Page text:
Associate Professor of Sociology. Shepherd teaches classes in organizations, culture, and how institutions attempt to change individual and group behavior. She studies how social networks, social norms and other group processes, culture, and organizations shape behavior, and facilitate or impede social change more broadly. Shepherd uses a wide range of methods including network analysis, survey and field-based experiments, digital and computational tools, interviews, and archival research. Her work is currently funded by the Robert Wood Johnson Foundation, the Russell Sage Foundation, Washington Center for Equitable Growth, and WorkRise.
Hana Shepherd's work covers three areas.
- Social Networks, Group Processes, and Group Culture
Shepherd’s research examines how people perceive the social norms operating in their social groups, the effects of those perceptions on behavior, and how norm perceptions are shaped by social networks. She is interested in social norms as a central element of culture as they shape larger patterns of behavior in groups. You can learn more about and access the data set that she co-designed and uses as part of this work here. Her current work in this area examines the formation and effects of network ties among low-wage workers, sources of perceptions of norms regarding racism, and how digital tools can be used to build supportive online communities.
- Organizational Practices: Inequality and Social Transformation
Given the importance of organizations in distributing resources and opportunities, Shepherd examines how organizational practices amplify or diminish inequality as a way of better understanding non-individual sources of the reproduction of inequality. Her current work focuses on discipline systems and policy implementation in schools; employer practices in retail work; and how government enforces minimum wage and paid sick leave laws. In this final area, Shepherd is working on a series of papers and a book manuscript that examines how city agencies interpret and enforce local employment laws, and the implications of those practices for standards and protections at work (with Janice Fine, SMLR).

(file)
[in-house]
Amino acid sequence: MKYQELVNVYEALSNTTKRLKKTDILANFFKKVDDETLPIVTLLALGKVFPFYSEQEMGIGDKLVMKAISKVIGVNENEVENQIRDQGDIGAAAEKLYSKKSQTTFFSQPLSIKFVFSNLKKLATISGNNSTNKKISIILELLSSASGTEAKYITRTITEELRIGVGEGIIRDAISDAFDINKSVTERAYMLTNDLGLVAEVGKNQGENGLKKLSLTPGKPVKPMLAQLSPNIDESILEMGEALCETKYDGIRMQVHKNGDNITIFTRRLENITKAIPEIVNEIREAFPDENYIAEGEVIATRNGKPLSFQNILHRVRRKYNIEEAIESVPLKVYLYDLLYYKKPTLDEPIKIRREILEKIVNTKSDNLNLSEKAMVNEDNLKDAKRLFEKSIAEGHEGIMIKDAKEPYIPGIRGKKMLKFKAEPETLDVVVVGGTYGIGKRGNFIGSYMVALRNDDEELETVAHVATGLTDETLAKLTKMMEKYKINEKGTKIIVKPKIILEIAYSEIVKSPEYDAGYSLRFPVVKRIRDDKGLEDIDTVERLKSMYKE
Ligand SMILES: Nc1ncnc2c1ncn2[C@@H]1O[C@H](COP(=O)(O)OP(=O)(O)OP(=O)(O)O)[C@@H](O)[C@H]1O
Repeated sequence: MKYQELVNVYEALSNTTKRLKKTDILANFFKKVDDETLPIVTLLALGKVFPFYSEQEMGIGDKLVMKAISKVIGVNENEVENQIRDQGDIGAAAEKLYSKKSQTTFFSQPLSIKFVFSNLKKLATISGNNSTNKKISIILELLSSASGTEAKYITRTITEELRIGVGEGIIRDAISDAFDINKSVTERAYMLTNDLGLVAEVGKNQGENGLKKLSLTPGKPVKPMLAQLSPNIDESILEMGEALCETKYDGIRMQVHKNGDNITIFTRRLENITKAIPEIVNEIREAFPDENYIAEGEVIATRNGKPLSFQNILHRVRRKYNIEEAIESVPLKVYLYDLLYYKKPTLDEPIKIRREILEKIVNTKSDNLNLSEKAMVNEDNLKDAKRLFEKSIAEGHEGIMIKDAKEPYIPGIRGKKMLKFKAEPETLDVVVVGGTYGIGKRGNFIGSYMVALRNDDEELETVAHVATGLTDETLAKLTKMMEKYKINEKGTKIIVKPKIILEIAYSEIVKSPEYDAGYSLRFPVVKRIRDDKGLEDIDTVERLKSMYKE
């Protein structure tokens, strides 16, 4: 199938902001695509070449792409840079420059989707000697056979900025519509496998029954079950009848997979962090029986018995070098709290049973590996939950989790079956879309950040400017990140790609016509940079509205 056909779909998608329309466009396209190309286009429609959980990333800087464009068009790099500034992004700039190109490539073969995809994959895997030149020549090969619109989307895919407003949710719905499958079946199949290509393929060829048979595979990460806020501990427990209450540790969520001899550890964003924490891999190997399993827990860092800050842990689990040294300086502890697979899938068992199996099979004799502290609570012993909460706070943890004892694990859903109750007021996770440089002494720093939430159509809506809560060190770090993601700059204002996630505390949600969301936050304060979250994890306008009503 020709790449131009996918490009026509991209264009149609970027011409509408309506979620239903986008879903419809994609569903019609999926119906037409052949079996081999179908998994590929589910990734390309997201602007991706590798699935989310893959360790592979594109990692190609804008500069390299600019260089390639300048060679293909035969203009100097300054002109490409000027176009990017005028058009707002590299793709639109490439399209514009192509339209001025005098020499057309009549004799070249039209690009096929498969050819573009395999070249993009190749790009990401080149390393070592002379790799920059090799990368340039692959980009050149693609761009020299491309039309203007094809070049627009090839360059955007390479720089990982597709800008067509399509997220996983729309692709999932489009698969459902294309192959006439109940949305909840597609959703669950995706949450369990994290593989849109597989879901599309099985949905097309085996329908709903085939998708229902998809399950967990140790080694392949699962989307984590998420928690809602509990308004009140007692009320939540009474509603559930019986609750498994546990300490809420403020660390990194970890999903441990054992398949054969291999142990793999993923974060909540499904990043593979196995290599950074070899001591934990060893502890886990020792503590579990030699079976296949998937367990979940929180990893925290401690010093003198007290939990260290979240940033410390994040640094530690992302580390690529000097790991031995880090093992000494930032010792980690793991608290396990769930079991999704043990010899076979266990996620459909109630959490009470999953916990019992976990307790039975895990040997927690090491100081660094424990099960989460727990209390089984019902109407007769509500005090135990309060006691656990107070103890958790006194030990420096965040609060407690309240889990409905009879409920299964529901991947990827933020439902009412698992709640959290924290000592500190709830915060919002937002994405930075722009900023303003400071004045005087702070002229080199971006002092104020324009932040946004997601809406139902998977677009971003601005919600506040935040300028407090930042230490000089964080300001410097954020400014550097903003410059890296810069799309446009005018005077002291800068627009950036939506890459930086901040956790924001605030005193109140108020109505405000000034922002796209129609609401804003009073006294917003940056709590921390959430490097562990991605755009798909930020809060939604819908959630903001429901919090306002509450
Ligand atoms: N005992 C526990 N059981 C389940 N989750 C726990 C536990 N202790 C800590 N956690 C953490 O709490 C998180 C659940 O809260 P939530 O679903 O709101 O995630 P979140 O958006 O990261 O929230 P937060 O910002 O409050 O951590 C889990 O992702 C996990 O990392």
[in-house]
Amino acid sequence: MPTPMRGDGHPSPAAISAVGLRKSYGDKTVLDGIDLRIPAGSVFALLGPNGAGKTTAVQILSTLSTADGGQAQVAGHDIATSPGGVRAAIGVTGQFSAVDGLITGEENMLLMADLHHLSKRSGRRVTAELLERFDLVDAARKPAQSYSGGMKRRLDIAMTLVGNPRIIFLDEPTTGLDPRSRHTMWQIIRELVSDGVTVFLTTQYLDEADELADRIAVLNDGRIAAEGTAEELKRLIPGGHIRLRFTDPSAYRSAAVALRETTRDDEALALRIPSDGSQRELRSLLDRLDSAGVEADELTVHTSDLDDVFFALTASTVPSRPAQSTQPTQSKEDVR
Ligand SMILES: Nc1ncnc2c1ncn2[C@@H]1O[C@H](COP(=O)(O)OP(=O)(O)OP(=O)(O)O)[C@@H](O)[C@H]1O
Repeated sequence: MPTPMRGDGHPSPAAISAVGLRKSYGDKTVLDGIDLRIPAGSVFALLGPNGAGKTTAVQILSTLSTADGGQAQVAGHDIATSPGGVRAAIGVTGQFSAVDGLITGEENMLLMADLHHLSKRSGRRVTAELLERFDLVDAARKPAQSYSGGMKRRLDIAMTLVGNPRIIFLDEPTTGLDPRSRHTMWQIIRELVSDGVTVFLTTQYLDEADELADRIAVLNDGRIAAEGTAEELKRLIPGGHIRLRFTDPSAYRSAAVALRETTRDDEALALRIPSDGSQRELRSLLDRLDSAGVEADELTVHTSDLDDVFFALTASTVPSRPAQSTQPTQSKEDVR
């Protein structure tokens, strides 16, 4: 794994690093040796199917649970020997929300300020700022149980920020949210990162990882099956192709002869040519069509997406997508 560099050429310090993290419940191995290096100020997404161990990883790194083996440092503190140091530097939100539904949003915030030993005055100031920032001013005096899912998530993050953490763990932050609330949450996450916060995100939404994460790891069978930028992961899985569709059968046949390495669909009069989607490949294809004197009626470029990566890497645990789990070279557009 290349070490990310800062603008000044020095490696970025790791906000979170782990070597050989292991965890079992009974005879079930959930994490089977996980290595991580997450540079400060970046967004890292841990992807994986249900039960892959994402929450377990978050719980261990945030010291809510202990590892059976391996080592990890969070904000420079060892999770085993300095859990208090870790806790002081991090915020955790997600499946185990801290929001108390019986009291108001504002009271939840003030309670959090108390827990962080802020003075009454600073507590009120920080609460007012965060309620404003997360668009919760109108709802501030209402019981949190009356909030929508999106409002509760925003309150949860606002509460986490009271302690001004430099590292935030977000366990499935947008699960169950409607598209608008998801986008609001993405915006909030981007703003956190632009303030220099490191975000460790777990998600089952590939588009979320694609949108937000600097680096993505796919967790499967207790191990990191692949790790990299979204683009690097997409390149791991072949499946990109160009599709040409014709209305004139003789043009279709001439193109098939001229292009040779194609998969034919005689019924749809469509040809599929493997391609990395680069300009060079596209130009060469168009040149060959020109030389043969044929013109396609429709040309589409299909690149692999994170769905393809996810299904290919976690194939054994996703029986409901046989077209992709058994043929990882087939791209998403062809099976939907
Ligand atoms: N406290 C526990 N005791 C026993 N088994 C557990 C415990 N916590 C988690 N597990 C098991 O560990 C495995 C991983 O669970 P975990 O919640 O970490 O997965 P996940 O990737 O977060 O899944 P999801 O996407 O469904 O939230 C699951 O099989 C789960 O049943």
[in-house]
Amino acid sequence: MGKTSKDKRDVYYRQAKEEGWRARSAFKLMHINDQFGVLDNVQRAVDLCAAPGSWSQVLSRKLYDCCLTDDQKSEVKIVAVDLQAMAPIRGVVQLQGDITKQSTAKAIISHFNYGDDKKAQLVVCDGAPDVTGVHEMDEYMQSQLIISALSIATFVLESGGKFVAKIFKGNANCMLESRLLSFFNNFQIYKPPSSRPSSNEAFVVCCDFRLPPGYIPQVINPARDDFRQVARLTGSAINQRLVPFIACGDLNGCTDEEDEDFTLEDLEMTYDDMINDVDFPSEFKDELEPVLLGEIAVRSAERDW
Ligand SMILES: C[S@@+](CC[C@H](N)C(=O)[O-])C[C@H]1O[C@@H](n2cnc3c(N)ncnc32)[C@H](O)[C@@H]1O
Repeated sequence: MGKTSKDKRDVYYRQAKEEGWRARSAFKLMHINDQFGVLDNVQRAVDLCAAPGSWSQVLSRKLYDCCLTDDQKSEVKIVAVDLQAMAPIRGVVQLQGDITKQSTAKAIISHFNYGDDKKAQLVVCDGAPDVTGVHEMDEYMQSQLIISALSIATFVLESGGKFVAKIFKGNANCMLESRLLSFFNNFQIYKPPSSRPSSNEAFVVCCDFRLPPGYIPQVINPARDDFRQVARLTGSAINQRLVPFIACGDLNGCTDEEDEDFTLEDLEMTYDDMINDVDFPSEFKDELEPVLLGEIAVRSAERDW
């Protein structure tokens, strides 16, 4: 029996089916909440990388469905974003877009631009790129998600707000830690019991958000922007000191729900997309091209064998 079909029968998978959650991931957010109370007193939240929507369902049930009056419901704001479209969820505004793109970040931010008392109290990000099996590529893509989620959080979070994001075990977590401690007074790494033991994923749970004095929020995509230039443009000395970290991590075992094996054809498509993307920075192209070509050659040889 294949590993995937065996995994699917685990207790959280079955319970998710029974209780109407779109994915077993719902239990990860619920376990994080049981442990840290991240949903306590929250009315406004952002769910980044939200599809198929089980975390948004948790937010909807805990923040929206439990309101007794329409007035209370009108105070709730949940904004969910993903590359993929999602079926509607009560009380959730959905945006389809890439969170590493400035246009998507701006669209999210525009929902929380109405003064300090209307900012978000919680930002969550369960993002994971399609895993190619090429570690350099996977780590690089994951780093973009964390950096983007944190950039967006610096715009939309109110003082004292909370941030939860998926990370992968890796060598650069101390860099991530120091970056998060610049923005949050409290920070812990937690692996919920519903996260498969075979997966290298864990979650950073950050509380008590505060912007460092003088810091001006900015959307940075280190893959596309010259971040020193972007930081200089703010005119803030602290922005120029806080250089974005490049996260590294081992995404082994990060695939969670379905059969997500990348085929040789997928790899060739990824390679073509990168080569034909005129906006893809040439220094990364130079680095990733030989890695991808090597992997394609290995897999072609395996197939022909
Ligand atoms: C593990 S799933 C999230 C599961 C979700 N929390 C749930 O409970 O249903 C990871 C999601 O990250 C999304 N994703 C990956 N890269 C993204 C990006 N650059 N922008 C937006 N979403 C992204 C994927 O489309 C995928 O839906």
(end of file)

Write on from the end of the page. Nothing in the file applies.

- Cognitive and Social Psychological Accounts of Culture
Shepherd uses tools from social and cognitive psychology, survey experiments, and other analytical methods to investigate the processes of culture and cognition, in particular how we form shared interpretations of the social world, develop shared memories and emotions, and learn about the expectations and behaviors of others. She has a particular interest in the use and interpretation of implicit cognition measures as part of understanding the transmission of culture.